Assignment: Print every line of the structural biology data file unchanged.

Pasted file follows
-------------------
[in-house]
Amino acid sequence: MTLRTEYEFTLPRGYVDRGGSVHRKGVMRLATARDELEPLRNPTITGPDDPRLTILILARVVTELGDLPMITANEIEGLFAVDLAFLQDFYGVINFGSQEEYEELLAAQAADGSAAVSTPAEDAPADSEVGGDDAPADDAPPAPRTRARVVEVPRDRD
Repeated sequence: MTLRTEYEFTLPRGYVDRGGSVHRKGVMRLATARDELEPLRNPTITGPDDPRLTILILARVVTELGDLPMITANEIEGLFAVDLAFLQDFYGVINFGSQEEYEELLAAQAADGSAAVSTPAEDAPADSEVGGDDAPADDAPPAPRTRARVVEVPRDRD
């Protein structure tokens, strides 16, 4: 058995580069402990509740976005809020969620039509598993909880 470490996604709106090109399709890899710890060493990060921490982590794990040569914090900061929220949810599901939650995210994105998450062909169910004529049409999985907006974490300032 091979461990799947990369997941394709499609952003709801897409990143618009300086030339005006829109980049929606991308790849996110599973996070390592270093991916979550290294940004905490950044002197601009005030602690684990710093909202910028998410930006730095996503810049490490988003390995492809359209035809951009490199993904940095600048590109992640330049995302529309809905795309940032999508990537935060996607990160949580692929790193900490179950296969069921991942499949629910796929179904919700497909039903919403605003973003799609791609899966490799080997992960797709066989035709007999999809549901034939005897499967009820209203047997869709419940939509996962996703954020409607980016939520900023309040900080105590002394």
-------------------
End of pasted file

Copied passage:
[in-house]
Amino acid sequence: MTLRTEYEFTLPRGYVDRGGSVHRKGVMRLATARDELEPLRNPTITGPDDPRLTILILARVVTELGDLPMITANEIEGLFAVDLAFLQDFYGVINFGSQEEYEELLAAQAADGSAAVSTPAEDAPADSEVGGDDAPADDAPPAPRTRARVVEVPRDRD
Repeated sequence: MTLRTEYEFTLPRGYVDRGGSVHRKGVMRLATARDELEPLRNPTITGPDDPRLTILILARVVTELGDLPMITANEIEGLFAVDLAFLQDFYGVINFGSQEEYEELLAAQAADGSAAVSTPAEDAPADSEVGGDDAPADDAPPAPRTRARVVEVPRDRD
């Protein structure tokens, strides 16, 4: 058995580069402990509740976005809020969620039509598993909880 470490996604709106090109399709890899710890060493990060921490982590794990040569914090900061929220949810599901939650995210994105998450062909169910004529049409999985907006974490300032 091979461990799947990369997941394709499609952003709801897409990143618009300086030339005006829109980049929606991308790849996110599973996070390592270093991916979550290294940004905490950044002197601009005030602690684990710093909202910028998410930006730095996503810049490490988003390995492809359209035809951009490199993904940095600048590109992640330049995302529309809905795309940032999508990537935060996607990160949580692929790193900490179950296969069921991942499949629910796929179904919700497909039903919403605003973003799609791609899966490799080997992960797709066989035709007999999809549901034939005897499967009820209203047997869709419940939509996962996703954020409607980016939520900023309040900080105590002394």